Keith Haring, The Normal Heart, and the AIDS Epidemic
In the early 1980s, a new illness began spreading among the gay community in the United States. Today, we know this illness as HIV/AIDS, and we know all too well about the horrors it can cause, but at the time, there was very little known about it. It was a scary time, and because of the association with the homosexual community, many people were afraid to talk about it for fear of stigmatization. A number of artists and activists, however, did speak up, helping spread awareness about AIDS, fight stigmatization, and encourage more funding for life-saving drugs.
In 1985, The Normal Heart opened on Broadway, a play by activist Larry Kramer about the rise of the AIDS epidemic. The play pulled back the curtain on people living with HIV, making the issues more relatable and immediate.
Keith Haring was a public mural artist at the time, who was also gay. His artwork took on major issues such as sexuality, life and death, and of course, the AIDS epidemic. They were displayed in public places on street corners, walls and public buildings, breaking down the barriers between high and low art. His painting Silence = Death and others confronted people every day with the effects of their actions and the need to fight stigma and disease.
Larry Kramer and Keith Haring, among others, were able to raise awareness about AIDS in a way that led to dramatic changes, including better public information about the disease and more funding for treatment. By the early 1990s, AIDS drugs were widely available in the US, making it so that AIDS was no longer a death sentence. Their art also challenged people to question their own discrimination of gay and lesbian individuals, which has contributed to the incredible progress we see today.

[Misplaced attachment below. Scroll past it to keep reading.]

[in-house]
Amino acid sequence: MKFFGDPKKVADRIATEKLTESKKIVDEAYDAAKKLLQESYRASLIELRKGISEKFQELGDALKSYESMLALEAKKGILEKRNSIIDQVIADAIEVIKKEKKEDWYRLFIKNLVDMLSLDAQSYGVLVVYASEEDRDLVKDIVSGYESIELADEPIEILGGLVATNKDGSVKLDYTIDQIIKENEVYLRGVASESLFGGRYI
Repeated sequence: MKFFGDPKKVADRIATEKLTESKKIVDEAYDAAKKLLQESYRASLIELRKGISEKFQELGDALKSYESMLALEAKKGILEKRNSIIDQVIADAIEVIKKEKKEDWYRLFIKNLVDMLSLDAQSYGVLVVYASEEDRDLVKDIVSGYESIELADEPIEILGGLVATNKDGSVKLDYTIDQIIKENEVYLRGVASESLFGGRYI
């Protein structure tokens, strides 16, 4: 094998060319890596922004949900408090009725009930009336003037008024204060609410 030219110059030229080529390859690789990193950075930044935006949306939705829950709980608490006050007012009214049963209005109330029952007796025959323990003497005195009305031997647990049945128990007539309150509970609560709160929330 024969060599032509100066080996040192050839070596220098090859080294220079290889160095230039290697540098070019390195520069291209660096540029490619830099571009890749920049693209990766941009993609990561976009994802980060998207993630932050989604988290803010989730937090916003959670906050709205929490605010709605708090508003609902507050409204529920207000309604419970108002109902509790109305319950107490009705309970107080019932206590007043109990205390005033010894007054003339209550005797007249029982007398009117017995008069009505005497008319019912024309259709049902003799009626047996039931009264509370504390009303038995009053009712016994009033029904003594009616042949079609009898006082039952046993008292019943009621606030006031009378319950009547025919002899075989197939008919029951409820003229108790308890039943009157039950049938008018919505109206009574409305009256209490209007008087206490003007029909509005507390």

Billie Holiday’s “Strange Fruit”
Based on a poem and song by Abel Meeropol, “Strange Fruit,” which recounts the experience of seeing lynchings in the American South, is one of the most chilling songs of all time. Billie Holiday started performing the song in 1939 but had a very difficult time getting a record label to publish it or a producer to record it given its serious and haunting nature. When she finally did record it though, it became one of the best-known songs of a generation and helped fuel the anger of the Civil Rights Movement.
Bonus: Our Challenge…
Learn more about the history, legacy, and artistry of West Side Story in our free course “The Somewhere Project: A West Side Story Companion” and take up the challenge to create your own work of social commentary art today…
There is a ton of amazing art out there tackling social issues. Do you have any favorites? We’d love to hear about them in the comments below.